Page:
Tennessee nonprofit, MTSU receive $1 million grant to expand opioid and substance abuse programs


FILE (AP Photo/Mark Lennihan, File)

WILSON COUNTY, Tenn. (WKRN) — A nonprofit aimed to prevent and reduce drug misuse and addiction in Wilson County received $1,000,000 in funding from the Health Resources and Human Services Administration, a branch of the U.S. Department of Health and Human Services.

County Mayor Randall Hutto says DrugFree Wilco will now be partnered with The Center for Health & Human Services at Middle Tennessee State University. The grant funds will be used to expand opioid and substance use disorder prevention, treatment, and recovery services in Wilson

DrugFree Wilco has more than 150 members and is an active partner with CHHS and MTSU. Members create focus groups in order to identify areas which need additional services to meet the needs of the community.

Group project manager Susan Shaw told News 2 their organization began when a mother in the community reached out to Mayor Hutto after her son died from an overdose.

“It’s a struggle when people get addicted to painkillers or opioids, any type of drug. It’s not easy to take yourself off of that you actually need some assistance. You need medical and emotional help as well. That’s how it got started,” Shaw said.

The group began as a coalition and later became certified as a nonprofit.

“We started a jail-based reentry program to hire a jail transition specialist. We are also working with the (district attorney) on that and all law enforcement in the community, as well as different treatment providers,” Shaw said.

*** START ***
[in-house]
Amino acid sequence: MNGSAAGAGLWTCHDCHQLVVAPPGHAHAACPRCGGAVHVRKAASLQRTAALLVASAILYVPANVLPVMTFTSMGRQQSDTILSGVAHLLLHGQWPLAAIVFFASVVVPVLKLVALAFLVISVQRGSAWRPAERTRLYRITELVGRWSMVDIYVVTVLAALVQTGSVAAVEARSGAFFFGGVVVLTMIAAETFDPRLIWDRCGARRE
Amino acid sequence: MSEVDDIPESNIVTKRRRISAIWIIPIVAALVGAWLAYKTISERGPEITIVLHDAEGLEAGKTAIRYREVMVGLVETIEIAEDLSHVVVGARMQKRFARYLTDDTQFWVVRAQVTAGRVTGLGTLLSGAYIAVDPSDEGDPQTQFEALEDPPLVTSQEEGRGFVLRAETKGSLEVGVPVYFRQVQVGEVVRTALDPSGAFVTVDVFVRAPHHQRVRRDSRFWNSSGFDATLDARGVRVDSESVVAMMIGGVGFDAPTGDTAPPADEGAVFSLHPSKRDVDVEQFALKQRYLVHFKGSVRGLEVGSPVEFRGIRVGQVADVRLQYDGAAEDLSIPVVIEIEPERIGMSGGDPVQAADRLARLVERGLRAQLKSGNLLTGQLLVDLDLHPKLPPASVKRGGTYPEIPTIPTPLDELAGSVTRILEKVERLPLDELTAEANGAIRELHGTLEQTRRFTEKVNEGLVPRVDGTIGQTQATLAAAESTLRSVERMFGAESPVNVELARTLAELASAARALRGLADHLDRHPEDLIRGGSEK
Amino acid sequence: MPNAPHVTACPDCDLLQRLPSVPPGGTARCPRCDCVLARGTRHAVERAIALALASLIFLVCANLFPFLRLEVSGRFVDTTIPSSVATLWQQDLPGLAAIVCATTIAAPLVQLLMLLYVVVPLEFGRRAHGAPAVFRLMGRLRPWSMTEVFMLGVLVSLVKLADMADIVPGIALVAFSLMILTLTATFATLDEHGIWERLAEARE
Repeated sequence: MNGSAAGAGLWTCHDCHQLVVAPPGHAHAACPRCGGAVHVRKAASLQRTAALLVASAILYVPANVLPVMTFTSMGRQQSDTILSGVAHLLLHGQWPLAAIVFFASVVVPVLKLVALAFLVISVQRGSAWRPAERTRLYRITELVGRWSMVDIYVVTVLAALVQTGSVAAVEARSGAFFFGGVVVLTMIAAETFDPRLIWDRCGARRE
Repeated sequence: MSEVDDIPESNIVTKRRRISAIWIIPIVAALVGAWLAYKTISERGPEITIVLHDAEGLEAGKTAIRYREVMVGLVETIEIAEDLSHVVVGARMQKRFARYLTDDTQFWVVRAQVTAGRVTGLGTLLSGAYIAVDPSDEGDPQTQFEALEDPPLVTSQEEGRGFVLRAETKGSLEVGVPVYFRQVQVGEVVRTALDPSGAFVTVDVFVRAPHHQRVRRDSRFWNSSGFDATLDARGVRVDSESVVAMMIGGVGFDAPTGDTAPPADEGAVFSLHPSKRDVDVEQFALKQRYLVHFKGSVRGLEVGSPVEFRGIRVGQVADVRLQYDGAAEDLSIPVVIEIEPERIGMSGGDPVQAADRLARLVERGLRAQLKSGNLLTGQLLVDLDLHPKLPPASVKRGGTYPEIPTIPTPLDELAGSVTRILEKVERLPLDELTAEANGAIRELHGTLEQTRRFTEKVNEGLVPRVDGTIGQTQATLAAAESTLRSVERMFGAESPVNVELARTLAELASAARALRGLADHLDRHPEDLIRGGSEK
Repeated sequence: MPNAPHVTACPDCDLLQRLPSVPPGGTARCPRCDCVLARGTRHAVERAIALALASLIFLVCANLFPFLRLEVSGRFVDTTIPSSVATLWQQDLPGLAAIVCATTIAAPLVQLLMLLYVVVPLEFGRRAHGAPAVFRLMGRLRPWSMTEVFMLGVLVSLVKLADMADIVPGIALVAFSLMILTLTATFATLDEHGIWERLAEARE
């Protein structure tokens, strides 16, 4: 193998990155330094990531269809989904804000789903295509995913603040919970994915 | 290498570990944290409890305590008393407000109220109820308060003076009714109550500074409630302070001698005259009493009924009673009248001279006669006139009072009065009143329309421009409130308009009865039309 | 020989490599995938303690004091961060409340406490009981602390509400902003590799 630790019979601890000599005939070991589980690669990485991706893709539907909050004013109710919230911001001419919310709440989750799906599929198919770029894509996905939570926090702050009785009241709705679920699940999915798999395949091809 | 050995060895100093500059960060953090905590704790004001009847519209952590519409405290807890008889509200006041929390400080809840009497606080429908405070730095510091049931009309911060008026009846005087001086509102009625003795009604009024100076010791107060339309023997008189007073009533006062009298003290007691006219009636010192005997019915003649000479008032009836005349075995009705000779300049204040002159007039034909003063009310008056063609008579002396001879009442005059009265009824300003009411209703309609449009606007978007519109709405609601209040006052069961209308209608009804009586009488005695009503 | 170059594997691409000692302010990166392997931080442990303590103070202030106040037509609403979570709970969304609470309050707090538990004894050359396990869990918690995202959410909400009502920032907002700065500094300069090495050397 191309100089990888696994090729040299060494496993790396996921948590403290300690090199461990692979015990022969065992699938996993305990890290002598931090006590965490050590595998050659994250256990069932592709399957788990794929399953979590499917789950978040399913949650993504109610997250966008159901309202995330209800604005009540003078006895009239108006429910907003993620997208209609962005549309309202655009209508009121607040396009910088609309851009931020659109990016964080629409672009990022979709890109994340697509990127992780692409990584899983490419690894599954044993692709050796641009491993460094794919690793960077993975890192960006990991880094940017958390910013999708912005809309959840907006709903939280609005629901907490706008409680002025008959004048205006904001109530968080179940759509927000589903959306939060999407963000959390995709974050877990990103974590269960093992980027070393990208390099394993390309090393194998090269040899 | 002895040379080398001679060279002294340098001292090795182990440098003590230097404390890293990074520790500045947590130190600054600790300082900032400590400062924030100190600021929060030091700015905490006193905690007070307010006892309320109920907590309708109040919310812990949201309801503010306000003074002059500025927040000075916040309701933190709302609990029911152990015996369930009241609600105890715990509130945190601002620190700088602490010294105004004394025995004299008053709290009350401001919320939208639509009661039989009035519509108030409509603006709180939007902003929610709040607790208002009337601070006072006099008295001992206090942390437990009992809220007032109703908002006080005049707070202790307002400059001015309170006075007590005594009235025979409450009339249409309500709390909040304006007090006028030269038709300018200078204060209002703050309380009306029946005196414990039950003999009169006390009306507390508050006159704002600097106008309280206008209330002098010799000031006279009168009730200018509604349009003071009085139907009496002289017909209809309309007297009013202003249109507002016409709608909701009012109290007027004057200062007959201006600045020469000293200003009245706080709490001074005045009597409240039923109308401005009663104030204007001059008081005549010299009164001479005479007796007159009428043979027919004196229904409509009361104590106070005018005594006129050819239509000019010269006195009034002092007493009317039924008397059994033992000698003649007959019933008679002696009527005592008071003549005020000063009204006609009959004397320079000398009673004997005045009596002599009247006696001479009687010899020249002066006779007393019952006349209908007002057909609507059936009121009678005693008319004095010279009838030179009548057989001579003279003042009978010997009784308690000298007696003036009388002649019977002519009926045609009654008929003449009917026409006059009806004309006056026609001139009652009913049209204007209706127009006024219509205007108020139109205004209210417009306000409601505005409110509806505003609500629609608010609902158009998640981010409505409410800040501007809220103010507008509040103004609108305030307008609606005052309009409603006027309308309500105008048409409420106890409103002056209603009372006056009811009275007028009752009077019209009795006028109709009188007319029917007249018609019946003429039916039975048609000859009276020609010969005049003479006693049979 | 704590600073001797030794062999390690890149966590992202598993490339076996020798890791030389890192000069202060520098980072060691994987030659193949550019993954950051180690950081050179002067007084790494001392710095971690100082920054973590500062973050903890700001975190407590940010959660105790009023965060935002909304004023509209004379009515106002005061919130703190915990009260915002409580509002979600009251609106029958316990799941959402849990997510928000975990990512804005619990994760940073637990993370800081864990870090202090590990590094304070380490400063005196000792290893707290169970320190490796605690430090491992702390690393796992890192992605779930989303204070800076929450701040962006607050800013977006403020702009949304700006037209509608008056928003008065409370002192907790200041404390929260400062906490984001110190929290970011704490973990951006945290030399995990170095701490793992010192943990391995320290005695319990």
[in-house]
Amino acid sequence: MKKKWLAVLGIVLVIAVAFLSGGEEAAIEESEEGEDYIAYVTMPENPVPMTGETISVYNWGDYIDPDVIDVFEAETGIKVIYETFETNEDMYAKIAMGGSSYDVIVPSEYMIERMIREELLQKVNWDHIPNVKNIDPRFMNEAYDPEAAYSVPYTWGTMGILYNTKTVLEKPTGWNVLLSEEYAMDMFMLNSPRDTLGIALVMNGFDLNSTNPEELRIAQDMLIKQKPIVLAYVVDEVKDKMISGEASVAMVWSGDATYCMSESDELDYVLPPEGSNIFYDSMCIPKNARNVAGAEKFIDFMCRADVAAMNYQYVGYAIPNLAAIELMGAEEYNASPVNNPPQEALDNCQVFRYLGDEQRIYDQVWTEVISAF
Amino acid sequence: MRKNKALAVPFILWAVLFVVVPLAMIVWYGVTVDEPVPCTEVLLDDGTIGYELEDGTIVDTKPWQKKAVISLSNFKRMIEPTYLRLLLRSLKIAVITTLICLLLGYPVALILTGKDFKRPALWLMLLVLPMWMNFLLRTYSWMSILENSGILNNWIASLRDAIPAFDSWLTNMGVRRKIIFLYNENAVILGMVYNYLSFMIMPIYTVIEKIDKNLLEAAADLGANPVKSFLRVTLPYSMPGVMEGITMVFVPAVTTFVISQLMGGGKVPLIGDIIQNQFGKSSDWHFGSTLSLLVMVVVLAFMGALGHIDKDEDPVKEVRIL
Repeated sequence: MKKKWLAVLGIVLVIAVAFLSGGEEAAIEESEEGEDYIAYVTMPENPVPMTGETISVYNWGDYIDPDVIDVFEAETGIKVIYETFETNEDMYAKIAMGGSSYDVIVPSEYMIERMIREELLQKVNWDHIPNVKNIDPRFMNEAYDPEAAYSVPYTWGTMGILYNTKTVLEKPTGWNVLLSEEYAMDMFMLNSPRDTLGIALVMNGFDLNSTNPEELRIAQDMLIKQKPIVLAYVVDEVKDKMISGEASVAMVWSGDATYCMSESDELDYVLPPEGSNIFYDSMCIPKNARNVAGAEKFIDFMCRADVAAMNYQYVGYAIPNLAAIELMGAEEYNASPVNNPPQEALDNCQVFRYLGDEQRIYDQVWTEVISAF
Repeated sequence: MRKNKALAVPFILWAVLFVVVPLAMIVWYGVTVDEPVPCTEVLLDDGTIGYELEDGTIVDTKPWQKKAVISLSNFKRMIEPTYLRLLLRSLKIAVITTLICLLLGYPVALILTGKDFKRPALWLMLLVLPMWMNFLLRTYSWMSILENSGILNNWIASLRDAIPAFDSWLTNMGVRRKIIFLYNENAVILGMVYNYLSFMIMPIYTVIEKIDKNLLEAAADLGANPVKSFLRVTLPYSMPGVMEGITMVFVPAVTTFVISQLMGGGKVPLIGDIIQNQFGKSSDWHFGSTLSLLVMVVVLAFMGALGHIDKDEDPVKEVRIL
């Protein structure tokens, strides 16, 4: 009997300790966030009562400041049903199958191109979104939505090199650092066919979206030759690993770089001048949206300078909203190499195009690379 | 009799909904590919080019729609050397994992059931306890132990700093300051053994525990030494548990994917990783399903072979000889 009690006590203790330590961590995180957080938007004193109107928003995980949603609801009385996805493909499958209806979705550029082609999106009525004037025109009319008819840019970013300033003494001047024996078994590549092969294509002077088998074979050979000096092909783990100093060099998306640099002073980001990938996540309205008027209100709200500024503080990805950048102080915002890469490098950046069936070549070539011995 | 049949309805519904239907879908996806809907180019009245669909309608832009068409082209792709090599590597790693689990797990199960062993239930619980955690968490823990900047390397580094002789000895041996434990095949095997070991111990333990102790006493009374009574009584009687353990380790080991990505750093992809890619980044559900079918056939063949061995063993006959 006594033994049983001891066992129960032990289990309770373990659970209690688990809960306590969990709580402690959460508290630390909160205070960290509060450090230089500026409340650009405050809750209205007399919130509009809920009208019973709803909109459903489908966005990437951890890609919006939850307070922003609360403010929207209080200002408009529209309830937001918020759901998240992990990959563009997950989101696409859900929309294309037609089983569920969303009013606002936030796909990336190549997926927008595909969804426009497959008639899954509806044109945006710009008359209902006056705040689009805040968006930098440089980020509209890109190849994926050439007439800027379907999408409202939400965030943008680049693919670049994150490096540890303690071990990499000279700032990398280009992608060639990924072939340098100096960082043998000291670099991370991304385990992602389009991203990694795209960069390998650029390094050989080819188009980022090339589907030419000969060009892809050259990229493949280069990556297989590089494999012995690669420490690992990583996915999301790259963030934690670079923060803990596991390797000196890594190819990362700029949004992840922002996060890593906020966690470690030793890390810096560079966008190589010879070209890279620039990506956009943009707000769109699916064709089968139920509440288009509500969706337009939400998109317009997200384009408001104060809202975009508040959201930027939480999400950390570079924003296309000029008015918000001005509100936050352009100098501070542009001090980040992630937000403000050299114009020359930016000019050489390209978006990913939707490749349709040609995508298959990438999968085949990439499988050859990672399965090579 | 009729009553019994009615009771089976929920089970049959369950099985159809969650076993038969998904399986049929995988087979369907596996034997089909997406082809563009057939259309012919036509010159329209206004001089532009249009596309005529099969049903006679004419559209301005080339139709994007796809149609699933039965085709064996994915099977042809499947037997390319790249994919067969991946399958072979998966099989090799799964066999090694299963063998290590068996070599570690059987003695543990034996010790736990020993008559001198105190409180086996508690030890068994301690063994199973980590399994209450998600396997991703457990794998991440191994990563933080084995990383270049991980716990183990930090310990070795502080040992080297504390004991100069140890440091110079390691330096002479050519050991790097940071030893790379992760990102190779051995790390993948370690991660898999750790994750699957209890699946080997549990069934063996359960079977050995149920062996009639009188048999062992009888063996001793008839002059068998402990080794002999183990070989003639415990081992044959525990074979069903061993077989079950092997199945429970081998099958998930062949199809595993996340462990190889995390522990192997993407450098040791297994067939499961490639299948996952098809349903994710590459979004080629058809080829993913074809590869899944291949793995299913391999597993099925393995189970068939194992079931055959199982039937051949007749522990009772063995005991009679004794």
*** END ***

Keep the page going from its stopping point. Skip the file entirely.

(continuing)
Shaw says they will be able to improve education on prevention, help employers hire those in recovery and begin to map out areas where opioids seem to be most problematic in the county.

“Developing that overdose map is going to be a big initiative. Captain Scott Moore, who is our chairperson of FrugFree Wilco, will be spearheading that part of the initiative,” Shaw said.

Moore released the following statistics to News 2:

  • Wilson County Sheriff’s Office in 2020 had 56 overdoses, 12 received Narcan, 18 resulted in death.
  • Mt. Juliet PD in 2020 had five overdose deaths, 25 received Narcan.
  • Mt Juliet PD in 2021 had four overdose deaths, 17 received Narcan.
  • LPD in 2020 had 120 overdoses, 23 deaths.

“DrugFree WilCo’s partnership with MTSU Center for Health and Human Services will make a difference and help save lives in Wilson County,” Mayor Hutto said. “Their efforts are supported by the Sheriff’s Office, all law enforcement, and the many agencies working to help children and adults to lead productive lives without addiction.”

The coalition still meets via Zoom at 3:30-4:30 p.m. every fourth Wednesday.

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